In those talks Unifor has stressed that retraining and buy-outs for workers affected by the shift off fossil fuels aren’t enough. “People want to be productive, they want to be in the workforce,” Bondy said. One aspect of a genuine “just transition” could be paying for workers to clean up and decommission oilsands sites — a process groups like Environmental Defence estimate could cost upwards of $51 billion.
“Those workers that know that worksite best could be employed to help leave behind a greener site,” Bondy said. “Rather than giving subsidies to corporations let’s start talking about subsidizing the workers.”
Looking to the election
At this point the Green New Deal in Canada is still a work in progress, a statement of principles and a rallying cry. But participants in over 150 town hall meetings across the country are hoping to define specifics that will have the enthusiastic backing of climate activists, Indigenous communities and labour unions.
Building a unified social movement is crucial, advocates argue, because Canada lacks an Ocasio-Cortez-type leader ensuring transformative climate action is a major political priority.
“Because we don’t have national political figures who are articulating the Green New Deal vision with the kind of boldness and convention-shattering ambition that you see in the Ocasio-Cortez-Markey resolution... we are seeing social movement forces actually take up the first push,” said Avi Lewis, who is involved with the Green New Deal movement on both sides of the border. “So that’s a very different dynamic than in the United States.”
And unlike the U.S., where activists can take advantage of a long primary process to pressure Democratic candidates for president into bold positions, Canada’s Green New Deal backers have less than five months to go until the federal election. “We don’t have the same amount of time,” Jimenez said.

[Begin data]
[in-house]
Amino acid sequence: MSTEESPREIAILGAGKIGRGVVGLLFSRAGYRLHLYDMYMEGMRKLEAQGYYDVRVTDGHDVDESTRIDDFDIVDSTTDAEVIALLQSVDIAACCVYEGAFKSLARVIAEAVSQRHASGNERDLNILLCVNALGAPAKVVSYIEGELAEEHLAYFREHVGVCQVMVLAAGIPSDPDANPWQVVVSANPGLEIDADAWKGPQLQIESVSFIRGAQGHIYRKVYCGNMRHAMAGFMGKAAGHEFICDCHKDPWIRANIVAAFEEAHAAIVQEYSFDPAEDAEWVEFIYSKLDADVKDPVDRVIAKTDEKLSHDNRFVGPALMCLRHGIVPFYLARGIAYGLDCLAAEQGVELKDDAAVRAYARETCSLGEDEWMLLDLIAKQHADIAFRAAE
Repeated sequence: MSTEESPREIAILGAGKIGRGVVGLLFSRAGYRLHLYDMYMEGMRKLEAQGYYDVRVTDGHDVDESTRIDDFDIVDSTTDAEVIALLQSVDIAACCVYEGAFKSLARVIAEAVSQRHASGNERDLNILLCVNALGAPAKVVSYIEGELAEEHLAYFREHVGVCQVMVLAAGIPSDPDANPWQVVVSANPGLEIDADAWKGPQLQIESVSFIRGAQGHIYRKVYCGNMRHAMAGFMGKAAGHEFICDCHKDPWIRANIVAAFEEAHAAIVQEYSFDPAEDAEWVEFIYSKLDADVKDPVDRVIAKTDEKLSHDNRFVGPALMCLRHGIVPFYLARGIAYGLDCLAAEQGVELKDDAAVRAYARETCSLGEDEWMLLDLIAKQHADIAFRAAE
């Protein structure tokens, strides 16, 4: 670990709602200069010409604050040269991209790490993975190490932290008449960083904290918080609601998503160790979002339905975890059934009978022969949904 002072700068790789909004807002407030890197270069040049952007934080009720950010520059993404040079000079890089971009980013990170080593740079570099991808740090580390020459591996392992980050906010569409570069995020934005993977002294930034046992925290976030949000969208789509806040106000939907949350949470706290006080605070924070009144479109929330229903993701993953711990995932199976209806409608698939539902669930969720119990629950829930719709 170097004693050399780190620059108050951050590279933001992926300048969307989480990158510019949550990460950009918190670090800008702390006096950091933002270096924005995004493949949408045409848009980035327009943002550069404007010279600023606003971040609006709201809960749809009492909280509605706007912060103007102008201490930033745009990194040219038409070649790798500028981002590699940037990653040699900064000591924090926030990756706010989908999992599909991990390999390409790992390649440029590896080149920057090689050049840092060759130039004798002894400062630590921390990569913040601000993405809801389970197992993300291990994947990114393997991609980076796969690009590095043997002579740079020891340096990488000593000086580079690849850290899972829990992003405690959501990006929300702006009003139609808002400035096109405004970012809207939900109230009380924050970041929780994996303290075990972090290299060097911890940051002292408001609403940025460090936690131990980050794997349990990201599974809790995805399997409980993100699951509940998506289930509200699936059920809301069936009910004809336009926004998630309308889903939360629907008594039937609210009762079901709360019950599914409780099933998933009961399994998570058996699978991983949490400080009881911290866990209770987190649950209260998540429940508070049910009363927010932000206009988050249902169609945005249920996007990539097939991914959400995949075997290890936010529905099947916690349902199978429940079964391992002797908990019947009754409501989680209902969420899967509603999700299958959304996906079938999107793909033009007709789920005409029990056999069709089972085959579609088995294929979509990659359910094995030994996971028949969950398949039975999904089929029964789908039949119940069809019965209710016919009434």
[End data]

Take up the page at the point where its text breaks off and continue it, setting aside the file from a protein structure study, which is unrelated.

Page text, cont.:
Her best-case scenario is for a grassroots movement so strong and effective that it completely shifts the terms of political debate, leading MPs from the Liberals, NDP and Greens to stake out the strongest possible positions on climate change. “It’s about actually getting behind those very specific individual candidates,” she said. Then on election day, Canadians vote in enough climate leaders to form a coalition government dedicated to putting the Green New Deal into action.
Jimenez knows that a lot could go wrong with this plan. Carefully negotiated grassroots alliances could fray or fall apart. Progressive politicians could backtrack. Scheer’s Conservatives, backed by the fossil fuel industry and stoking far-right nativism, could surge forward to a majority. But to her, the Green New Deal seems like the only compelling option available.
“We have less than 11 years to cut our emissions in half, which means if we want massive political action, basically this election might be our last best chance,” Jimenez said. “I’m nervous, there’s a lot of work to do, but I’m mostly feeling fired up.”
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Read more: Election 2019, Federal Politics, Environment